Animals GROW! Remember that the cute little red-eared slider turtle that you are keeping in an aquarium will grow to the size of a dinner plate, so be prepared to build it a pond pretty quickly. That two-foot boa that you are carrying around will not fit in that 10-gallon aquarium next year. And when it is 10-foot long, where did you plan on keeping it? Please have a plan for your animal as it grows. There are beautiful habitats that can be purchased that look like pieces of furniture, but start saving your money now. See www.cagesbydesign.com. Ten and twenty gallon aquariums are not appropriate places to keep even the smallest of these pets for more than a few months. And reptiles can get quite old! Reported ages of some reptiles are ;ball python-47 years, boa constrictor 40 years, burmese python 28 years, leopared gecko-28 years, green iguana-28 years, bearded dragon-10 years, Greek tortoise-57 years, Aldabra tortoise-63 years. Of course, these are animals that have had proper care.
Supplying the proper food to your reptile is really impossible. In the wild, the food source varies by time of year and the detailed diet is not known for most species. Even if the diet is known, replicating it in captivity is impossible. For instance, if we know a snake eats primarily field mice, we cannot supply native field mice that are fed the native diet that provides the micronutrients the snake needs. Pet-store raised mice are fed a formulated grain-based diet. Our pet reptiles should never be fed live prey. The prey should at least be stunned, but frozen and re-warmed is best. Frozen mice and rats are commonly sold both at pet stores and over the internet. Many snakes have been severely injured by their live prey, blinded and even killed. Some larger reptile keepers raise their own food. This allows the ability to raise more nutritious prey by altering the diet of the mice to include more natural foods including fresh vegetables. This is not very practical for the keeper of an individual specimen. It also becomes difficult emotionally since you or members of your family may see some of these prey items as pets as well.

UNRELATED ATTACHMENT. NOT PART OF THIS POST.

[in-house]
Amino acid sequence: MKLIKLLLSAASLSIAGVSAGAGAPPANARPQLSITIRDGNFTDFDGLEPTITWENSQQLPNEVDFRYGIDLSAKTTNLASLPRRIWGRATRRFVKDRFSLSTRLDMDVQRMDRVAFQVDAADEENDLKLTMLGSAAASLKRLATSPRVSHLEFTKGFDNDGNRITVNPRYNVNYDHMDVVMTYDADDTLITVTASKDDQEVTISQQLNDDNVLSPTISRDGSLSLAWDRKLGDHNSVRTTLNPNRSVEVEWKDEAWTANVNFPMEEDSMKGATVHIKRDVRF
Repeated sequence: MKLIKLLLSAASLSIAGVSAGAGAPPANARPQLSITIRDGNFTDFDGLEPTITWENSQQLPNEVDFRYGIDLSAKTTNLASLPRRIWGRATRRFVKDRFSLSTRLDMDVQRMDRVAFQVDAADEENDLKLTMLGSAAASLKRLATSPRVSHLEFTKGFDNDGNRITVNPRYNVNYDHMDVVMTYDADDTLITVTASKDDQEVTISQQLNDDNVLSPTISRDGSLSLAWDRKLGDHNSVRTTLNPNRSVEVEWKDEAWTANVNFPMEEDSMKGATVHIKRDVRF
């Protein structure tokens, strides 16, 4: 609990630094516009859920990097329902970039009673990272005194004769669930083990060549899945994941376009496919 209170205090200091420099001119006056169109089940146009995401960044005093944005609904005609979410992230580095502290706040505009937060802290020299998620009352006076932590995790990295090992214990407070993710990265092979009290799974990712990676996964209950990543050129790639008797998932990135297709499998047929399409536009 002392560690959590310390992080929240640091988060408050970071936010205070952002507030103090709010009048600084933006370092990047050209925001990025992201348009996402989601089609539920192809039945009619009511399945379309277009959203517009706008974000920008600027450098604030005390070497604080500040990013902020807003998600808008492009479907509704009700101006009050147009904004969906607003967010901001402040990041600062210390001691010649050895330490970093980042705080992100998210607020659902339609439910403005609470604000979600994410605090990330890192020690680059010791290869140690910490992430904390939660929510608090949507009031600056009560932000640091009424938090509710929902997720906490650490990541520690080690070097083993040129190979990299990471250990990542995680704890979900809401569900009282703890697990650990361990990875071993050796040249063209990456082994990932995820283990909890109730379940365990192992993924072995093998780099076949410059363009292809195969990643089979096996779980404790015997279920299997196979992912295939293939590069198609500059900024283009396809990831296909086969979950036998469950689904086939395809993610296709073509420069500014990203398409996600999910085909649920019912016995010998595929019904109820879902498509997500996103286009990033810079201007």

It is also important to feed whole prey. For instance, if the natural prey is birds, do not feed chicken thighs. The entire animal must be consumed to ensure a balanced diet. The proper method would be to feed whole quail or chick so that the internal organs, entire digestive tract and contents, skin, bones, etc are all consumed.
For reptiles that eat fish, such as garter snakes, it is best to fed live or freshly killed fish. Frozen fish lose their thiamine content the longer they are stored and many fish have a naturally occurring chemical called thiaminase that further breaks down the thiamine. This can lead to a thiamine deficiency in your reptile which causes severe neurological problems. If you must feed frozen fish, always feed the small fish so the whole fish can be fed and then add thiamine to the fish to compensate for the thiamine loss.